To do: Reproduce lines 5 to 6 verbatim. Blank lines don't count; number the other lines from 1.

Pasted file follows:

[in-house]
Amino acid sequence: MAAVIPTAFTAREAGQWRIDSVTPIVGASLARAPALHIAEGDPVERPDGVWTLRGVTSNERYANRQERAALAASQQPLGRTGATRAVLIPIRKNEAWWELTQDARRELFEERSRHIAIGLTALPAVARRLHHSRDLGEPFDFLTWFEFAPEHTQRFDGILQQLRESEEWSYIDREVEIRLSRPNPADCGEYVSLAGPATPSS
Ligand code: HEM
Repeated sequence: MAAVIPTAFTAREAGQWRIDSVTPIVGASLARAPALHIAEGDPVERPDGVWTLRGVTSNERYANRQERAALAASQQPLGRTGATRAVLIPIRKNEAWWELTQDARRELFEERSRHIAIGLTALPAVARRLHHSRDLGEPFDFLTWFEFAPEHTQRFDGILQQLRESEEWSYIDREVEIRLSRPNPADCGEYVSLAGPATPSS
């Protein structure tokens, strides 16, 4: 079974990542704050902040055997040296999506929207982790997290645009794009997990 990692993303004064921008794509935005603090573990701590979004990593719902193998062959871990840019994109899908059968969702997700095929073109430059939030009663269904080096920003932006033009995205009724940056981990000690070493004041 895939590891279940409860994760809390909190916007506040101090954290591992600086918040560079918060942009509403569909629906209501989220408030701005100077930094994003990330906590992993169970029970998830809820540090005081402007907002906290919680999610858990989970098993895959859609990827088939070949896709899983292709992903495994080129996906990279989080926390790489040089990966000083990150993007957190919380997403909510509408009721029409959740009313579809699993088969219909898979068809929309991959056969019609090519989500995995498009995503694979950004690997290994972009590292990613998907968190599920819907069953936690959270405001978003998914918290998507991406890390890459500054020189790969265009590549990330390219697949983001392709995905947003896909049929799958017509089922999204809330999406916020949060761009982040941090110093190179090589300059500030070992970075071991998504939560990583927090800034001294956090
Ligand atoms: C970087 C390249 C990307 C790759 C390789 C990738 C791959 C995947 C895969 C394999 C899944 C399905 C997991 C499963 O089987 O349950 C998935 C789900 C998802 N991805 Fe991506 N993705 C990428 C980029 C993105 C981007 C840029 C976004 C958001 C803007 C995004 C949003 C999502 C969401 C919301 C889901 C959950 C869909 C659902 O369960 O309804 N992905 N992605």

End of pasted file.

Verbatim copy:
């Protein structure tokens, strides 16, 4: 079974990542704050902040055997040296999506929207982790997290645009794009997990 990692993303004064921008794509935005603090573990701590979004990593719902193998062959871990840019994109899908059968969702997700095929073109430059939030009663269904080096920003932006033009995205009724940056981990000690070493004041 895939590891279940409860994760809390909190916007506040101090954290591992600086918040560079918060942009509403569909629906209501989220408030701005100077930094994003990330906590992993169970029970998830809820540090005081402007907002906290919680999610858990989970098993895959859609990827088939070949896709899983292709992903495994080129996906990279989080926390790489040089990966000083990150993007957190919380997403909510509408009721029409959740009313579809699993088969219909898979068809929309991959056969019609090519989500995995498009995503694979950004690997290994972009590292990613998907968190599920819907069953936690959270405001978003998914918290998507991406890390890459500054020189790969265009590549990330390219697949983001392709995905947003896909049929799958017509089922999204809330999406916020949060761009982040941090110093190179090589300059500030070992970075071991998504939560990583927090800034001294956090
Ligand atoms: C970087 C390249 C990307 C790759 C390789 C990738 C791959 C995947 C895969 C394999 C899944 C399905 C997991 C499963 O089987 O349950 C998935 C789900 C998802 N991805 Fe991506 N993705 C990428 C980029 C993105 C981007 C840029 C976004 C958001 C803007 C995004 C949003 C999502 C969401 C919301 C889901 C959950 C869909 C659902 O369960 O309804 N992905 N992605």